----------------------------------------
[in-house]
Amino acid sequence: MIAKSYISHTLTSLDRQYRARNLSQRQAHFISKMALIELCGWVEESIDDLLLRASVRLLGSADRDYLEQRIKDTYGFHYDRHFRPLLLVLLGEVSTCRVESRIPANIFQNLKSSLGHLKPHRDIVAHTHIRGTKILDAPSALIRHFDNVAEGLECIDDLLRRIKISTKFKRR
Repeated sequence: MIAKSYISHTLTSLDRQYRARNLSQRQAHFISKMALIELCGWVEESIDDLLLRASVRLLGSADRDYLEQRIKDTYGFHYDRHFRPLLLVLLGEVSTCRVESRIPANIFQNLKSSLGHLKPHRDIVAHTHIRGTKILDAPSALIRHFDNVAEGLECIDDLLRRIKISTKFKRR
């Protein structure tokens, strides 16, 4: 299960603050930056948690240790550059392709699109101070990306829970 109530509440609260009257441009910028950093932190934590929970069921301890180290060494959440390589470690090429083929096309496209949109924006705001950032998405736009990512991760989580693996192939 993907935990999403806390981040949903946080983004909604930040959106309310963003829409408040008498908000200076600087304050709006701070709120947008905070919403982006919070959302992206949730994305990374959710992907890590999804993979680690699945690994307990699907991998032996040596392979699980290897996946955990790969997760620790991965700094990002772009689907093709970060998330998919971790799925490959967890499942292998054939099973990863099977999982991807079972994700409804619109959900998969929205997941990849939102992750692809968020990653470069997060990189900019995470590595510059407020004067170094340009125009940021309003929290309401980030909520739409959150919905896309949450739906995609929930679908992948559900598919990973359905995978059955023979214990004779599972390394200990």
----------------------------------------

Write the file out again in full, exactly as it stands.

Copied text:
[in-house]
Amino acid sequence: MIAKSYISHTLTSLDRQYRARNLSQRQAHFISKMALIELCGWVEESIDDLLLRASVRLLGSADRDYLEQRIKDTYGFHYDRHFRPLLLVLLGEVSTCRVESRIPANIFQNLKSSLGHLKPHRDIVAHTHIRGTKILDAPSALIRHFDNVAEGLECIDDLLRRIKISTKFKRR
Repeated sequence: MIAKSYISHTLTSLDRQYRARNLSQRQAHFISKMALIELCGWVEESIDDLLLRASVRLLGSADRDYLEQRIKDTYGFHYDRHFRPLLLVLLGEVSTCRVESRIPANIFQNLKSSLGHLKPHRDIVAHTHIRGTKILDAPSALIRHFDNVAEGLECIDDLLRRIKISTKFKRR
């Protein structure tokens, strides 16, 4: 299960603050930056948690240790550059392709699109101070990306829970 109530509440609260009257441009910028950093932190934590929970069921301890180290060494959440390589470690090429083929096309496209949109924006705001950032998405736009990512991760989580693996192939 993907935990999403806390981040949903946080983004909604930040959106309310963003829409408040008498908000200076600087304050709006701070709120947008905070919403982006919070959302992206949730994305990374959710992907890590999804993979680690699945690994307990699907991998032996040596392979699980290897996946955990790969997760620790991965700094990002772009689907093709970060998330998919971790799925490959967890499942292998054939099973990863099977999982991807079972994700409804619109959900998969929205997941990849939102992750692809968020990653470069997060990189900019995470590595510059407020004067170094340009125009940021309003929290309401980030909520739409959150919905896309949450739906995609929930679908992948559900598919990973359905995978059955023979214990004779599972390394200990």